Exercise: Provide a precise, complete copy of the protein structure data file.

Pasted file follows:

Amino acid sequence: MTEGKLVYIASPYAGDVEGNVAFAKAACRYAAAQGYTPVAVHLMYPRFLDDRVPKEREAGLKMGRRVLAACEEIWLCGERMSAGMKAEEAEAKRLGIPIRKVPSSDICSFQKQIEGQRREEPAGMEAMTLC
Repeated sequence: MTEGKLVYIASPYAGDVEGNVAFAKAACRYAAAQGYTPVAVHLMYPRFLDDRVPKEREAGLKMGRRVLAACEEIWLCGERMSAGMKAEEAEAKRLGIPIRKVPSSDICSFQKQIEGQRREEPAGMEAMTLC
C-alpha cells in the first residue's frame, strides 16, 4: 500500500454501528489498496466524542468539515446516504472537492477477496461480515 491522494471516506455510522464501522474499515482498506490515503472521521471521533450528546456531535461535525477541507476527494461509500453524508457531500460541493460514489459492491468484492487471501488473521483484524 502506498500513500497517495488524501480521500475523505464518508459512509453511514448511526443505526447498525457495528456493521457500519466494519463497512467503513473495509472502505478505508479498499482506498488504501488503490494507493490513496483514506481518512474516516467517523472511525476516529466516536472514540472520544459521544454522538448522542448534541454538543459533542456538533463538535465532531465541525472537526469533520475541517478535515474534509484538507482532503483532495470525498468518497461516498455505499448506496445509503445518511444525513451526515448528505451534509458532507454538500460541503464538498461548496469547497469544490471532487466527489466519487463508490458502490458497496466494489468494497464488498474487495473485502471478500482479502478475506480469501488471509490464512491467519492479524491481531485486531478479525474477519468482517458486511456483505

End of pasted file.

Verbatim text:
Amino acid sequence: MTEGKLVYIASPYAGDVEGNVAFAKAACRYAAAQGYTPVAVHLMYPRFLDDRVPKEREAGLKMGRRVLAACEEIWLCGERMSAGMKAEEAEAKRLGIPIRKVPSSDICSFQKQIEGQRREEPAGMEAMTLC
Repeated sequence: MTEGKLVYIASPYAGDVEGNVAFAKAACRYAAAQGYTPVAVHLMYPRFLDDRVPKEREAGLKMGRRVLAACEEIWLCGERMSAGMKAEEAEAKRLGIPIRKVPSSDICSFQKQIEGQRREEPAGMEAMTLC
C-alpha cells in the first residue's frame, strides 16, 4: 500500500454501528489498496466524542468539515446516504472537492477477496461480515 491522494471516506455510522464501522474499515482498506490515503472521521471521533450528546456531535461535525477541507476527494461509500453524508457531500460541493460514489459492491468484492487471501488473521483484524 502506498500513500497517495488524501480521500475523505464518508459512509453511514448511526443505526447498525457495528456493521457500519466494519463497512467503513473495509472502505478505508479498499482506498488504501488503490494507493490513496483514506481518512474516516467517523472511525476516529466516536472514540472520544459521544454522538448522542448534541454538543459533542456538533463538535465532531465541525472537526469533520475541517478535515474534509484538507482532503483532495470525498468518497461516498455505499448506496445509503445518511444525513451526515448528505451534509458532507454538500460541503464538498461548496469547497469544490471532487466527489466519487463508490458502490458497496466494489468494497464488498474487495473485502471478500482479502478475506480469501488471509490464512491467519492479524491481531485486531478479525474477519468482517458486511456483505